It’s been a year and a half since we saw the first pictures of Panta Rhei’s latest pump and now we can finally tell you its name and go through its specifications. Named the Hydro Tube, this brand-new DC pump from the people who brought you the Hydro Wizard is designed specifically for closed-loop pipework configurations where strong water flow is required without the pumps being visible in the tank.
There are four models available capable of pumping between a healthy 11280lph/2980gal/h and a staggering 160000lph/42270gal/h, with the smallest model, the Hydro Tube 42, capable of turning over 2980 gal/h for just 33 watts of energy. What’s more, all models can pump that amount both forward, and reverse.
To fit one you’ll need a drilled tank (or a drilled public aquarium,) although Panta Rhei takes care of the specially designed bulkhead fittings, each doubling up as both inlet and outlet, depending on the way the water is traveling. Then you just need some 2” or 50mm pipe for the 42 model, 90mm pipe for the 63 model, and some truly cavernous 150mm/6” diameter pipe to hook up the Hydro Tube 75, 42270 gal/h, Leviathan.
Remove the pumps from your main display tank and straight away you have a much cleaner look, but think about how and where you could fit one or more closed-loop pumps and flow patterns could start to get really interesting. Drill two holes in the base of your tank and you can have water flow alternating from left to right, and right to left. But drill four holes, fit two Hydro Tubes and you have all four corners of the tank covered, with no dead spots because they can suck as well as blow.
Or you could even fit them to the side panels of a peninsula tank, or a hole-in-the-wall aquarium situation. Fit multiple Hydro Tubes and your tank world will literally be your ocean. They are submersible too so can be mounted in or out of water. Plan a large, custom build tank from scratch and the Hydro Tube offers a lot of options…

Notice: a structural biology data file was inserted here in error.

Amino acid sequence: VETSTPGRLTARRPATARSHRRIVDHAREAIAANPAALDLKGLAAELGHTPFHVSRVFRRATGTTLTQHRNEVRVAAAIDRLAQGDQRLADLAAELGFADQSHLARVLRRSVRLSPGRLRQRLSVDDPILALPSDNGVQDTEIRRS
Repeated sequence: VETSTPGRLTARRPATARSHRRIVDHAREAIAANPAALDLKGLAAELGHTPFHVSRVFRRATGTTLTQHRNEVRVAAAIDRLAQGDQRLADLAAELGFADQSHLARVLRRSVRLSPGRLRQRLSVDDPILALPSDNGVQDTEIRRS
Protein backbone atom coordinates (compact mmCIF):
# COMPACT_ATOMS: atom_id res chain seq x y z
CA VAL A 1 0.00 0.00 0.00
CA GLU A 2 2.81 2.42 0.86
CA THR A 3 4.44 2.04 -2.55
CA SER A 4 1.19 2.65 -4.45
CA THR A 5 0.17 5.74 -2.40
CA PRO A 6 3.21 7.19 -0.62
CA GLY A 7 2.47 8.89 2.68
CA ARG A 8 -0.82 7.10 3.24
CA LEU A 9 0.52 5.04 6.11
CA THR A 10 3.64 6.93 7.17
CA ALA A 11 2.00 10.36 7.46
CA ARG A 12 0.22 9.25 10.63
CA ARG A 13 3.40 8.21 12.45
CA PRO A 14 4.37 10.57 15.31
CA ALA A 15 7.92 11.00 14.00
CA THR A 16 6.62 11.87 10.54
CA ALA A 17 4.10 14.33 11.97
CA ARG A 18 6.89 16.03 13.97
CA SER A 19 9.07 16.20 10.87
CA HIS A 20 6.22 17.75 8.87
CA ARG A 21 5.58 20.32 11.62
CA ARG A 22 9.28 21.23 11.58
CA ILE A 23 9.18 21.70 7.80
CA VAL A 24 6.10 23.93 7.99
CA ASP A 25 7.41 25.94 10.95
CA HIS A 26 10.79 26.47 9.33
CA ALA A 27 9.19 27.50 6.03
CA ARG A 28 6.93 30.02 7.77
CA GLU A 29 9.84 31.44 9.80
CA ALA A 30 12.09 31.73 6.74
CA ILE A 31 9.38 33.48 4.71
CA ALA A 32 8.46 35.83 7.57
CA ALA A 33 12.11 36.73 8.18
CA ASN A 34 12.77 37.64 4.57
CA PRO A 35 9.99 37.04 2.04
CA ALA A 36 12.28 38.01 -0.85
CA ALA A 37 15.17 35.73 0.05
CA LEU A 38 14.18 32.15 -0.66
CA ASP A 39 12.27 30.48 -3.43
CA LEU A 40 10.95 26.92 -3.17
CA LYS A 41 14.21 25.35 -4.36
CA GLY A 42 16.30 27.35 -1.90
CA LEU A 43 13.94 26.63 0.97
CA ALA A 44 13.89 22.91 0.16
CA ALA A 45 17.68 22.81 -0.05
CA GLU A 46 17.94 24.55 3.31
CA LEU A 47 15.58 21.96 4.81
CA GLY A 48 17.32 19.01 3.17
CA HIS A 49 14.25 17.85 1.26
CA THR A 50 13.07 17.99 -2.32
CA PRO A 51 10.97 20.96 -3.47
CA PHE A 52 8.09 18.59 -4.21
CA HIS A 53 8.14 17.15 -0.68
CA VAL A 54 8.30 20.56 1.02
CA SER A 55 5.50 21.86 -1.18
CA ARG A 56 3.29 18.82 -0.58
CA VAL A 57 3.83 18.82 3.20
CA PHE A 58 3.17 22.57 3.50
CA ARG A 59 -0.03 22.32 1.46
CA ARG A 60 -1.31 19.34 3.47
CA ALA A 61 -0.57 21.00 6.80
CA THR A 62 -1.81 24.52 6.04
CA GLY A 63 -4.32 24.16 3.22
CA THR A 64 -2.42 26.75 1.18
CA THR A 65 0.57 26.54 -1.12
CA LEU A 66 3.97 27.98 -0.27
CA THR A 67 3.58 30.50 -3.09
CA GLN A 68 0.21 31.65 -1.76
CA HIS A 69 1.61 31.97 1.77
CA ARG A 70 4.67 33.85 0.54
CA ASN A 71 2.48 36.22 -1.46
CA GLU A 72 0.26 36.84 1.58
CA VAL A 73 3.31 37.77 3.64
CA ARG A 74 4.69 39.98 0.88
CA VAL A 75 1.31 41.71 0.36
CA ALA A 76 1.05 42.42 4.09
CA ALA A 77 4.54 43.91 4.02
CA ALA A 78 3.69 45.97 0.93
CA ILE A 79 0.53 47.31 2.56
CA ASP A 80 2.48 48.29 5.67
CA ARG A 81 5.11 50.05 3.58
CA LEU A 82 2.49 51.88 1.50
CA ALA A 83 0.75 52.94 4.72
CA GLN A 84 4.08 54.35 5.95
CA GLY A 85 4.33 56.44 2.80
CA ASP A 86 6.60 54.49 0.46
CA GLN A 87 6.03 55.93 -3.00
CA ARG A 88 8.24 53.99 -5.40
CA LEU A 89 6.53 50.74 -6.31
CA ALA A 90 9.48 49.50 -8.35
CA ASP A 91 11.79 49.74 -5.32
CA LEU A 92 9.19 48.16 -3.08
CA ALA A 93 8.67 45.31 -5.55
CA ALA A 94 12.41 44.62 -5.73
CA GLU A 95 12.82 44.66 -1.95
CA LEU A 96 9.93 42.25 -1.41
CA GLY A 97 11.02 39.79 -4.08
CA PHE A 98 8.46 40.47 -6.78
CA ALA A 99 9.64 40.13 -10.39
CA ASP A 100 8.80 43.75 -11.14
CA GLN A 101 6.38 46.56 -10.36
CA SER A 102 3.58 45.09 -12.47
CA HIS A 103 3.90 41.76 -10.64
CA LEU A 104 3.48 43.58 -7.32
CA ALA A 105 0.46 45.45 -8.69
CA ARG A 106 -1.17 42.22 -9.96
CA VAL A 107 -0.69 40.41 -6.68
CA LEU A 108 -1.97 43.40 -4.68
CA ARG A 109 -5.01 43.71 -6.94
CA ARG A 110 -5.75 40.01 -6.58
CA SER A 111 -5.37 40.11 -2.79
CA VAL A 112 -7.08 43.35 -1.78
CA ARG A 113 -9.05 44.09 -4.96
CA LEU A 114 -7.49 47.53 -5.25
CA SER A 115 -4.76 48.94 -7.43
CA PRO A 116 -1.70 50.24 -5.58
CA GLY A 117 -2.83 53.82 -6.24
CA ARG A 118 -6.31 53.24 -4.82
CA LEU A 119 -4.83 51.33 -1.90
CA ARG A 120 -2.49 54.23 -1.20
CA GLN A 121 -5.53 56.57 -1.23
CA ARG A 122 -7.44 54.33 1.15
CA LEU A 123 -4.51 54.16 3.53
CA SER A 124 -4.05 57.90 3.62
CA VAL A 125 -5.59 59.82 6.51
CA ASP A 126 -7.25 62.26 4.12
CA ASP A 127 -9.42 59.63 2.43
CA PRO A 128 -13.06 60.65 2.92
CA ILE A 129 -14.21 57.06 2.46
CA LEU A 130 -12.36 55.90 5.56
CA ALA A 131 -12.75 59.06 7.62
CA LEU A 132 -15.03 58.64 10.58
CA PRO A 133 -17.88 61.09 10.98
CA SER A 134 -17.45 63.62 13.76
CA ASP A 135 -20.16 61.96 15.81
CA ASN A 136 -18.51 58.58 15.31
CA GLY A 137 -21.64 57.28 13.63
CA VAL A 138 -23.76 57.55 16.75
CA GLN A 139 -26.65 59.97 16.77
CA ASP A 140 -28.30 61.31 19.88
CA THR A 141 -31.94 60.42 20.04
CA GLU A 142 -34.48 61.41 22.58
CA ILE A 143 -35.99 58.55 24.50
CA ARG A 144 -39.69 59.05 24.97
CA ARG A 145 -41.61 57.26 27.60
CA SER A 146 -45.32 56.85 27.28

Every Hydro Tube is designed and hand-built by the self-proclaimed “Rebels of Flow” in Germany. In terms of looks, they range from well-made to solid, rocket pack to weapons-grade, and each one can be further modified at purchase to accommodate each individual’s needs for mounting, cable length, and software capability. As you might expect the impeller is large and robust in design, with straightened-out blades to enable forward or reverse water motion. With virtually limitless power, solid construction, and versatility the Hydro Tube is a Fluid Dynamics engineer’s dream, and we can foresee Panta Rhei’s technology being put to use outside of the aquarium industry too.
Closed loops are not new though, neither are reverse flow settings, and you don’t need a Hydro Tube to power a closed loop when any amphibious pump will do. We haven’t seen a purpose-built, truly inline closed-loop pump like this before though, combining DC control functions, reverse settings, flow equal to that of a fire hydrant, with applications ranging from home aquaria to the largest public displays.
You may also be wondering, (like we were,) about the risks of fish and sand being sucked into the pump’s inlets with such high flow rates. Panta Rhei’s Matthias Kahlig assures us there will be no such problem however as another unique design feature, a honeycomb-like, gridlike intake strainer should prevent fish from being sucked in while being able to pass fine sand straight through it, spitting it out on the other side. So substrates can be used with the Hydro Tube, just up to the top rim of the bulkheads.
We know we want one but how much is one of these things going to cost? Prices start at €949/$987 for the HT42, €1999/$2080 for the HT63, and €5990/$6234 for the 75. The 75 comes in both Hydro Tube and Hydro Tube Light versions.